A few weeks ago, I made the decision to buy a bike and ride to work off the back of a desire to change my lifestyle to include more physical activity. So off to the shop I went to purchase a bike.
Walking in I was greeted by a friendly sales assistant who asked me what I would be using the bike for, how often I would be using it and whether I'd ridden that type of bike before. He then recommended a bike which would be suitable for me.
This purchase has made me reflect on some of the discussions I've had with clients over the past few weeks. Should I buy a house or should I rent? Should I buy rooms to support my private practice? Should I establish a self-managed super fund?
The book 'Decisive' by Chip and Dan Heath walks through some of the common mistakes people make when making decisions. Chip and Dan suggest three decision pitfalls we encounter as well as suggesting some helpful ways to avoid these pitfalls:
When I decided I was going to buy a bike, the first thing I did was jump on my laptop and google 'entry level road bikes'. I 'knew' exactly the type of bike I wanted and after looking at a number of websites I finally found one telling me what I wanted to hear... a road bike was the best solution!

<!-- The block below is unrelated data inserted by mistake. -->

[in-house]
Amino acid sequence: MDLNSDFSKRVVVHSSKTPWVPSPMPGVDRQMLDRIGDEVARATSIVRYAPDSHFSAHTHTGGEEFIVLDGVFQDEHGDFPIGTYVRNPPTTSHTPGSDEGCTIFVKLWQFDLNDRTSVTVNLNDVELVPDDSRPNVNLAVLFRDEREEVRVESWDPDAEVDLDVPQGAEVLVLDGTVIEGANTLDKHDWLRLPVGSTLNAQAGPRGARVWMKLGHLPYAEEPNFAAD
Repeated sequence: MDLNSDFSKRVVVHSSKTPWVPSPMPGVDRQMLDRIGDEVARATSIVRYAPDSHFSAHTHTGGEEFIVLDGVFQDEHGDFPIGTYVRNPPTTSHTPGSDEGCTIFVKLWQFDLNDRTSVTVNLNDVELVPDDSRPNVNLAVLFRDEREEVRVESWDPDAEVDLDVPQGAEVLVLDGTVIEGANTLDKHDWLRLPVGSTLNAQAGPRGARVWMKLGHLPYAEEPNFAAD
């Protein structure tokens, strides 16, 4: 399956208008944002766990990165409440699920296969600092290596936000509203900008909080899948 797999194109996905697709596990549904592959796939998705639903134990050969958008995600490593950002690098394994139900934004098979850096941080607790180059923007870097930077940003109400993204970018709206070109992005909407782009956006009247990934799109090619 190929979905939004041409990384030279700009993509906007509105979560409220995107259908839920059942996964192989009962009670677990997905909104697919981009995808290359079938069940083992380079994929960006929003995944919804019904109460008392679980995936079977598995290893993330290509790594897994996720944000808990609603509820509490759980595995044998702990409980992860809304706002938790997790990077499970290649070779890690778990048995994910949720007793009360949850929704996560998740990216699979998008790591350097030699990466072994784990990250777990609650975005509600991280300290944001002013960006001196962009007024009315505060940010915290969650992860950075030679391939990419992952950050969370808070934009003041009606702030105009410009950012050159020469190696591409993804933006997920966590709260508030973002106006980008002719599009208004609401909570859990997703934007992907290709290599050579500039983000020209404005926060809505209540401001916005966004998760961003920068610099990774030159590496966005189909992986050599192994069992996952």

Upon reflection, I'd made all the classic mistakes. I hadn't considered the various options available to me (I wanted a road bike), I was blindsided by emotion (the Tour de France was on television!) and went looking for data to support the decision I had already made (confirmation bias).
During our lives we'll each make a number of decisions, varying in both importance and impact. Financial decisions can have a significant impact on our lives and so it's important that we identify all the options (however improbable) and carefully consider the pros and cons of each so an informed decision can be made.
Often the mark of a good adviser is the questions they ask to help clients make smart decisions. That is why here at Medical Financial Planning we make sure we take the time to understand our client's individual situation and options and then help them to move forward with clarity and direction.
|Posted in: Financial planning Planning||0 Comments|
Trivial pursuit question what does guaranteed renewable insurance mean?
Guaranteed renewable means that once you've taken up a life insurance policy and have been officially accepted and received your policy document, the life insurance company can't cancel your coverage for any reason. Providing you've been honest in your dealings with the life insurer, you've disclosed everything required by law, and you pay all future premiums when they fall due, guaranteed renewable means your policy is locked in.
Why is this important? Aren't all personal insurances like this I hear you ask?